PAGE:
Spring has sprung, which means it’s time to take advantage of Mother Nature and all she has to offer. I’m not referring to barbecues with endless food or sitting in a crowd at a sports game—I’ll tackle those benefits in another blog. In this case, I’m talking about spending more time outside so that you can breathe in fresh air and embrace some serious health perks. According to studies, being outdoors is known as a common remedy for stress and depression as it enhances mental health and well-being. Let’s take a look:
Your vitamin D levels rise Forget milk; sun does a body good. While you’re outside and your skin is exposed to sunlight, not only are you achieving a fresh glow, but you’re absorbing calcium and improving your bone metabolism. In addition, you’re maintaining muscle strength, regulating blood pressure and boosting your immune system. Since the skin drinks in the most vitamin D from unprotected exposure, it’s important to make sure you only remain without sunscreen for approximately 15 minutes. Sunburns are not enjoyable.
Your motivation to exercise enhances Sometimes we lie in bed contemplating whether to stay an extra 20 minutes or get up to fulfill workout goals. What can help motivate us—especially during the warmer months—is imagining how the sun will feel on our face and how our feet will feel on the natural ground. What’s even better is that you can choose any environment that best encourages you, whether it’s running on a beach at sunset, hiking up a mountainside or walking along a stream. In fact, studies have shown that exercisers who experience landscape views and natural green settings while working out feel more refreshed and less anxious than those who burn the same number of calories in a gym.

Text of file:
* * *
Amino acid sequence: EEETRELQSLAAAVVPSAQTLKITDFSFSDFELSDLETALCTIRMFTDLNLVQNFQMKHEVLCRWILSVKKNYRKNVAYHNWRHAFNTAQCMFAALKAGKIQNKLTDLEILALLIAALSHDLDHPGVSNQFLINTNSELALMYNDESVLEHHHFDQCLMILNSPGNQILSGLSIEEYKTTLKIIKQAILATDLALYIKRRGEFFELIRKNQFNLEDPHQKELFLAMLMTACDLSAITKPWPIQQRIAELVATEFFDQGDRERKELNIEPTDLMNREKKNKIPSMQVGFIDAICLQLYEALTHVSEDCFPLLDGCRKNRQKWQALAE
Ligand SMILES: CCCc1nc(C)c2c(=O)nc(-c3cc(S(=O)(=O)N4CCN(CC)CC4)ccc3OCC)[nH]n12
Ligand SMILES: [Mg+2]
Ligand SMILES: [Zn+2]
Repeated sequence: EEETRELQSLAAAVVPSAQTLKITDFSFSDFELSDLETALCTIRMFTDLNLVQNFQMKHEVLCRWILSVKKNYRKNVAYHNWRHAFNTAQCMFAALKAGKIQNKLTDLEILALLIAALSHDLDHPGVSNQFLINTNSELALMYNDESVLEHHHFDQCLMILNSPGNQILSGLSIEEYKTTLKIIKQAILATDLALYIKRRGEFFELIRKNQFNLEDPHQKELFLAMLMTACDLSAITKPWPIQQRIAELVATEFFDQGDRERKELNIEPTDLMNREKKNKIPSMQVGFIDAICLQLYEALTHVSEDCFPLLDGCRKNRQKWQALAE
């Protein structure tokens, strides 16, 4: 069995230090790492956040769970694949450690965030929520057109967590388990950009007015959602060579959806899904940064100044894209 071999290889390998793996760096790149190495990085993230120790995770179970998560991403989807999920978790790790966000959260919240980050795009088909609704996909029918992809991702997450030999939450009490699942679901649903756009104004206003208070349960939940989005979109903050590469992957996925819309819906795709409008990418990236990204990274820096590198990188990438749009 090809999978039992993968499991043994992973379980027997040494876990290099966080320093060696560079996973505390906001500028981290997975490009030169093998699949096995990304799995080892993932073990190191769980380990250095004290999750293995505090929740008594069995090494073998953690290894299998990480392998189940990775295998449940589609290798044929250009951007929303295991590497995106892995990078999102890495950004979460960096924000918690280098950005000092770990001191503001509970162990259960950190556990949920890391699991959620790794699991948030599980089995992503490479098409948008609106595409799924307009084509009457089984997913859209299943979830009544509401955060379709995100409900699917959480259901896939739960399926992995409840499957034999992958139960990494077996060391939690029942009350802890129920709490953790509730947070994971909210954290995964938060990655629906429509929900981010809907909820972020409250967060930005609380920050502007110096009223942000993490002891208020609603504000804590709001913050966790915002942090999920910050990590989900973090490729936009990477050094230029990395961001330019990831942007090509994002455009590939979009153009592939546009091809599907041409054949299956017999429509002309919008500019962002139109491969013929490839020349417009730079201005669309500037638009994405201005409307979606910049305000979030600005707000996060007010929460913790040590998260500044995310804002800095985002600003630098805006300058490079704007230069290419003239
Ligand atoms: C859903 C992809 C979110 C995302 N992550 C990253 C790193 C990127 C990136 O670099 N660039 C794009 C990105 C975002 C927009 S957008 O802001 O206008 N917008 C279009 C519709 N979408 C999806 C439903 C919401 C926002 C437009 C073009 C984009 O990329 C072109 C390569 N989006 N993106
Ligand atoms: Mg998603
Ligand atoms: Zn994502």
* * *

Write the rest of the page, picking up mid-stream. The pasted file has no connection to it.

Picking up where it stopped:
Your energy levels increase “Nature is fuel for the soul,” says Richard Ryan, author and professor of psychology. Adding to Mr. Ryan’s statement, nature’s sunlight releases serotonin, which helps boost your mood, mental performance and energy levels. A study conducted by the University of Rochester has proved that students who spent 20 minutes outside each day felt more energetic than students who didn’t. So, go ahead and plan those outdoor adventures and getaways you’ve been thinking about recently; it’s the perfect time.
Allyson Miller is a bookworm, history nerd and outdoor enthusiast who loves writing creative and informational content for SBT in Rock Hill, SC. Depending on the day, you can find her with her nose in historical documents, shopping for trendy exercise outfits or trying new cooking recipes. Allyson dreams that one day, engineers will figure out a way to build roller coasters sans the incline, ridding her of coasterphobia.